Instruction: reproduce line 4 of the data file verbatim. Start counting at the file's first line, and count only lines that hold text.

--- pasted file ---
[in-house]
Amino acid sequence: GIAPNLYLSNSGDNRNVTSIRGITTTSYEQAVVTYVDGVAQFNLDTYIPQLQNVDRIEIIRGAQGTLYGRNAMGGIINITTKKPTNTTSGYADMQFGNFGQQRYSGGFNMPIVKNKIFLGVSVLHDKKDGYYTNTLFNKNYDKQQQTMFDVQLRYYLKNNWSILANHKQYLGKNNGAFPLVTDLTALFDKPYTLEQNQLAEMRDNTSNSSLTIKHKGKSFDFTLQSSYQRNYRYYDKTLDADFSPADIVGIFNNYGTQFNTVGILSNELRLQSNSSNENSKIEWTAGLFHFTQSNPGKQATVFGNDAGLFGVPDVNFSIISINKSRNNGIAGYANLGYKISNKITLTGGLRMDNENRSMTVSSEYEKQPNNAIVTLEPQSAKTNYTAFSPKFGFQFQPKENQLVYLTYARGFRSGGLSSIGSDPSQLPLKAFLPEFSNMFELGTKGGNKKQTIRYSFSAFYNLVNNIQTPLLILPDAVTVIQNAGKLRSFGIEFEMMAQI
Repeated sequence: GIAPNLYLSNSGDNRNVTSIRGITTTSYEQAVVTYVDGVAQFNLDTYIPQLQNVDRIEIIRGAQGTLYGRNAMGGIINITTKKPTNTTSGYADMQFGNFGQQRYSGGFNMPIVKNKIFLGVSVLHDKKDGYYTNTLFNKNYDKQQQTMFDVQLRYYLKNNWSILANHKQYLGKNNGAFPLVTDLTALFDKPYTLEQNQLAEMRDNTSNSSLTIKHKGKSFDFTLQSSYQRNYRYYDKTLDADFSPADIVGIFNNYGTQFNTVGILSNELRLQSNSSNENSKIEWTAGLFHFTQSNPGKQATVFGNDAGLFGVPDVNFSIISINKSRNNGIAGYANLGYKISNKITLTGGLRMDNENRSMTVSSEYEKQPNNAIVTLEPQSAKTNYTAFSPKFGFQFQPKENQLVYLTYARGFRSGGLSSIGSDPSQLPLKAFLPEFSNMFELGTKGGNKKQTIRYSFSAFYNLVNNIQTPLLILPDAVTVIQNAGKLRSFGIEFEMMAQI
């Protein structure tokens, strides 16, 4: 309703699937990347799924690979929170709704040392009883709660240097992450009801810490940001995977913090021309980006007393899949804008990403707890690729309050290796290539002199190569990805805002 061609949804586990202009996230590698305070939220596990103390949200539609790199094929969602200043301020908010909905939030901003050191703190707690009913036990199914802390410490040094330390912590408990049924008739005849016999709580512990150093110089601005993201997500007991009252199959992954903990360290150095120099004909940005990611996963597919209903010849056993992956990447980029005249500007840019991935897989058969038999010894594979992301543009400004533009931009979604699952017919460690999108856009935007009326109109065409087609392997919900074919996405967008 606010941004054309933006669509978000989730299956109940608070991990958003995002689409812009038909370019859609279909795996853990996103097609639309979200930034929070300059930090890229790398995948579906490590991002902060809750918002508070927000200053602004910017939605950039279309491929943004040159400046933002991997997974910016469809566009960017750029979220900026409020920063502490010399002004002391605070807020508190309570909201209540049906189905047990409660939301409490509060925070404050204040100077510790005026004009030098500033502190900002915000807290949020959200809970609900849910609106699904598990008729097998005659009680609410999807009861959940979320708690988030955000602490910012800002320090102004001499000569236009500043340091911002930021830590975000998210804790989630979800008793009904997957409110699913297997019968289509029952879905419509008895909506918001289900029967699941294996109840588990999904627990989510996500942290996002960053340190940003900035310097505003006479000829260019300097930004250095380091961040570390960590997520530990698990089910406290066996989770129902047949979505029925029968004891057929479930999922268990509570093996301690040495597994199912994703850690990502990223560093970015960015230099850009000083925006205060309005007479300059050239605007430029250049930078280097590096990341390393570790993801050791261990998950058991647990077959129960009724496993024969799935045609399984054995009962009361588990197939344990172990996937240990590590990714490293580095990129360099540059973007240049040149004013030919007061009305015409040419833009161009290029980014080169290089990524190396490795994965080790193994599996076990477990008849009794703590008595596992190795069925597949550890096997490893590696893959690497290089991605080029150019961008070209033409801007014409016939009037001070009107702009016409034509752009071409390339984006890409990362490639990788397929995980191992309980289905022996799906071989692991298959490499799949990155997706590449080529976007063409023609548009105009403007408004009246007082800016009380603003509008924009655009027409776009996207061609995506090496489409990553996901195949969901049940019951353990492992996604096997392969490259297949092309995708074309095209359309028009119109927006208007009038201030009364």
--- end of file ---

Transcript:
């Protein structure tokens, strides 16, 4: 309703699937990347799924690979929170709704040392009883709660240097992450009801810490940001995977913090021309980006007393899949804008990403707890690729309050290796290539002199190569990805805002 061609949804586990202009996230590698305070939220596990103390949200539609790199094929969602200043301020908010909905939030901003050191703190707690009913036990199914802390410490040094330390912590408990049924008739005849016999709580512990150093110089601005993201997500007991009252199959992954903990360290150095120099004909940005990611996963597919209903010849056993992956990447980029005249500007840019991935897989058969038999010894594979992301543009400004533009931009979604699952017919460690999108856009935007009326109109065409087609392997919900074919996405967008 606010941004054309933006669509978000989730299956109940608070991990958003995002689409812009038909370019859609279909795996853990996103097609639309979200930034929070300059930090890229790398995948579906490590991002902060809750918002508070927000200053602004910017939605950039279309491929943004040159400046933002991997997974910016469809566009960017750029979220900026409020920063502490010399002004002391605070807020508190309570909201209540049906189905047990409660939301409490509060925070404050204040100077510790005026004009030098500033502190900002915000807290949020959200809970609900849910609106699904598990008729097998005659009680609410999807009861959940979320708690988030955000602490910012800002320090102004001499000569236009500043340091911002930021830590975000998210804790989630979800008793009904997957409110699913297997019968289509029952879905419509008895909506918001289900029967699941294996109840588990999904627990989510996500942290996002960053340190940003900035310097505003006479000829260019300097930004250095380091961040570390960590997520530990698990089910406290066996989770129902047949979505029925029968004891057929479930999922268990509570093996301690040495597994199912994703850690990502990223560093970015960015230099850009000083925006205060309005007479300059050239605007430029250049930078280097590096990341390393570790993801050791261990998950058991647990077959129960009724496993024969799935045609399984054995009962009361588990197939344990172990996937240990590590990714490293580095990129360099540059973007240049040149004013030919007061009305015409040419833009161009290029980014080169290089990524190396490795994965080790193994599996076990477990008849009794703590008595596992190795069925597949550890096997490893590696893959690497290089991605080029150019961008070209033409801007014409016939009037001070009107702009016409034509752009071409390339984006890409990362490639990788397929995980191992309980289905022996799906071989692991298959490499799949990155997706590449080529976007063409023609548009105009403007408004009246007082800016009380603003509008924009655009027409776009996207061609995506090496489409990553996901195949969901049940019951353990492992996604096997392969490259297949092309995708074309095209359309028009119109927006208007009038201030009364």